Revising – One Week In – Ahead of Schedule!

Wow! I’m about 50 pages ahead of schedule! That’s a good thing because I actually have some real-life commitments coming up soon which might affect my writing time.

As I mentioned in my previous post, my first step is to reorganize the story to improve flow and add scenes that are missing. I use a software program called Plottr which allows me to create “scene cards” and place them along a timeline. The cards can be easily moved around to make sure the storyline fits the 3-Act structure of a good story. (Anyone remember that from high school English? I don’t!)

I “wasted” a good amount of time trying to decide whether to use the traditional 3-Act structure or move to a more detailed version called Save the Cat. I put “wasted” in quotes because even though I think I’m going to stick with the traditional format after spending hours reworking the timeline for Save the Cat, I did learn a lot about what makes a good story structure.

Some of you may know I am part of a fabulous and dedicated group of writers who meet online every weekday for two hours. I have made very good use of this time which is why I am ahead of myself so far.

At the risk of being too detailed (aka boring) here is what I do during each writing session:

Open the annotated PDF of the manuscript (the one with editing notes by my writing coach, Lynn Palermo). Open my Plottr timeline. Put both documents side-by-side so I can view them at the same time. Some people might prefer two monitors, but I’m perfectly happy with my 17-inch laptop. (Except that the weight of the screen causes the hinges to break! I’m on giant laptop #2 praying this one won’t fall apart before this project is done!)


The major issue I am addressing at this point is the reorganization of each chapter so it focuses on one character’s (or couple’s) point-of-view (POV). Lynn pointed out there are many people in this story and it can be confusing to keep them all straight, especially when several appear in the same chapter.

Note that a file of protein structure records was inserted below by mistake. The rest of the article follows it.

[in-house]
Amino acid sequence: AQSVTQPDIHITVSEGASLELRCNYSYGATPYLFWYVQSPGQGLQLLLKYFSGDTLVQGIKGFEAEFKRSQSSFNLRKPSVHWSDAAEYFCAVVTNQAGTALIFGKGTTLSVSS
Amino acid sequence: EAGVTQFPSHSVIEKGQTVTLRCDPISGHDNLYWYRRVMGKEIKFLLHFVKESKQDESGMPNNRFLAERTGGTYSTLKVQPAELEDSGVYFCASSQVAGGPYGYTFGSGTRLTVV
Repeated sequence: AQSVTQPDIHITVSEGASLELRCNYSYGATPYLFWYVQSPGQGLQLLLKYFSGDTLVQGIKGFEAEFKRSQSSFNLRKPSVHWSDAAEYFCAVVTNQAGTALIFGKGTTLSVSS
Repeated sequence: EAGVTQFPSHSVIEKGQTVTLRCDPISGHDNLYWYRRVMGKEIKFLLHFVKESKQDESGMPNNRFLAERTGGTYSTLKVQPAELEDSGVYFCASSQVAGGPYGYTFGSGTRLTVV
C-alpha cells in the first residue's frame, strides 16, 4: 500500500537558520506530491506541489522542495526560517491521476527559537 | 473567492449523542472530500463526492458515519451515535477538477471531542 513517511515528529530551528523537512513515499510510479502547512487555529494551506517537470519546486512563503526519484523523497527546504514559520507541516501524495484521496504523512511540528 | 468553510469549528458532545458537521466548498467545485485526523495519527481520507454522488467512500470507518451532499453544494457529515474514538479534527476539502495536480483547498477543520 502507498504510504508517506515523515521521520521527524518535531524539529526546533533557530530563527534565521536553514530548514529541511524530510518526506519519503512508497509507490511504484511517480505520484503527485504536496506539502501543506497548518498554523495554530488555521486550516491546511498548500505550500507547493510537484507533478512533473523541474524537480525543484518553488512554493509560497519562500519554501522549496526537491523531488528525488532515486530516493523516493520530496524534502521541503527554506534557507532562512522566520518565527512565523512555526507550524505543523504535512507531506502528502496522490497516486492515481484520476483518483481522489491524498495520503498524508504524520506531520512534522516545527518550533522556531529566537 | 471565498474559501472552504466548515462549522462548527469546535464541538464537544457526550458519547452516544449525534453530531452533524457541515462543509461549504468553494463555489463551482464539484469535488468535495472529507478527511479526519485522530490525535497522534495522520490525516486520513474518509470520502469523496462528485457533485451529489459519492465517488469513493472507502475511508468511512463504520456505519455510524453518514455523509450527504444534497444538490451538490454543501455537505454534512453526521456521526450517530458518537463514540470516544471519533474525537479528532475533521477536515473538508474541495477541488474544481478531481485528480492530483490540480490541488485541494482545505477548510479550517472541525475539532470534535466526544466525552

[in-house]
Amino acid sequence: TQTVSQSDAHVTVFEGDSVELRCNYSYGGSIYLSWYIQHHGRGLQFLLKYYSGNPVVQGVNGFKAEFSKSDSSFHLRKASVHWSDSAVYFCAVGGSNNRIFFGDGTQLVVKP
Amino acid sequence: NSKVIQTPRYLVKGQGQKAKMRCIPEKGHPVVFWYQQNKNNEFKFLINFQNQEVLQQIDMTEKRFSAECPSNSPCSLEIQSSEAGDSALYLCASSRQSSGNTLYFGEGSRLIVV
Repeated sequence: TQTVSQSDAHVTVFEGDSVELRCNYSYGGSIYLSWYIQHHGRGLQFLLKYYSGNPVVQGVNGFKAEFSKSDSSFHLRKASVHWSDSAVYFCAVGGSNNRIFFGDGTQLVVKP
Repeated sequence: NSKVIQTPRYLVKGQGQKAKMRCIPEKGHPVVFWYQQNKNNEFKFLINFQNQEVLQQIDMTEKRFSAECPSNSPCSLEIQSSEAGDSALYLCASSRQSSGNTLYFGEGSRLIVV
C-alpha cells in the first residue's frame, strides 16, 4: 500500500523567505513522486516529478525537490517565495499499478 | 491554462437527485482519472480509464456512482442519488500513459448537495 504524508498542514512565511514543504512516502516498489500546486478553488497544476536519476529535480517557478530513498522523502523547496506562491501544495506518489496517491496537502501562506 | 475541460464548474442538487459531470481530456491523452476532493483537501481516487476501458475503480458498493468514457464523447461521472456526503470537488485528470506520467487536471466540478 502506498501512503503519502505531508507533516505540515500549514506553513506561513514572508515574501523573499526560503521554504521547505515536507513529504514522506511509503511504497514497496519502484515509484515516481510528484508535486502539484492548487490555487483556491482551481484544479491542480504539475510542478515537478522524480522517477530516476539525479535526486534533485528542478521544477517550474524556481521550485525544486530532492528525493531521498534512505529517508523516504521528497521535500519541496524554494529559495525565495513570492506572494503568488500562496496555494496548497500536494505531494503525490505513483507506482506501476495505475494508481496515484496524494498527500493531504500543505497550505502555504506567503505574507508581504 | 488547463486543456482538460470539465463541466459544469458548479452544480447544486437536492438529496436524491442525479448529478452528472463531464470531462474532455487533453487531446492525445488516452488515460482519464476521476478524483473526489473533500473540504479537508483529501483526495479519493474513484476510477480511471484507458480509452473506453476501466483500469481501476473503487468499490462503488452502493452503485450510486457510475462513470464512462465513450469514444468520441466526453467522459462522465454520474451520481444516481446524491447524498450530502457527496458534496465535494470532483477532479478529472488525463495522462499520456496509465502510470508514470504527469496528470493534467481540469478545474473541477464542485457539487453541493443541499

To keep the POV straight, I am color-coding the cards on the main plotline to reflect the characters’ POVs. I’m considering doing that for each scene in each chapter as well, but I’m leaving that for later.

On the Main Plotline, green cards indicate the POV of the elder Lichtenthals, Sigmund and Rosa. The purple indicates that of the younger Lichtenthals, Paul and Rose. All the scene cards in a column reflect the POV of the characters at the top. In this way, I am attempting to keep the story flowing between the various storylines without being too confusing.

Example of scene card with notes for revision

Another issue I have to address is that I’ve written a lot of “scenes,” that in Lynn’s words, “Look like scenes, sound like scenes, but aren’t scenes.” So, the next thing I do is review the chapter I’m working on and divide it into true scenes or sections that focus on the same topic. I copy and paste each small section onto a scene card that I’ve added to the Plottr timeline. I make sure to also copy and paste any comments made by Lynn into the relevant section using a different font color. I also change the font color of anything in the section that needs addressing.


I am also color-coding the cards for “status.” In the Plottr screenshot above, the gray cards indicate new scenes that need to be written. Orange denotes scenes that need to be rewritten, or at least reviewed again. (I’m marking most of the scenes orange!) Move is blue, and Delete is red. Scenes that I am happy with (Done??) are colored a dark green. Did you notice there’s ONLY ONE dark green ? I’ve written that scene SO MANY times I’m really done with it!

Most days I have been able to get two chapters reviewed, and put into Plottr. If I stay on track, I definitely will meet my goal to be ready for specific scene rewrites in February! I’m about one-third of the way through the revision document. I most definitely notice an improvement in my writing as I progress through the manuscript. Hopefully I’ll soon come to more scenes I can mark as dark green. (Done!)

Thanks for joining me. I hope sharing this journey will motivate other aspiring writers to keep going and finish their projects!

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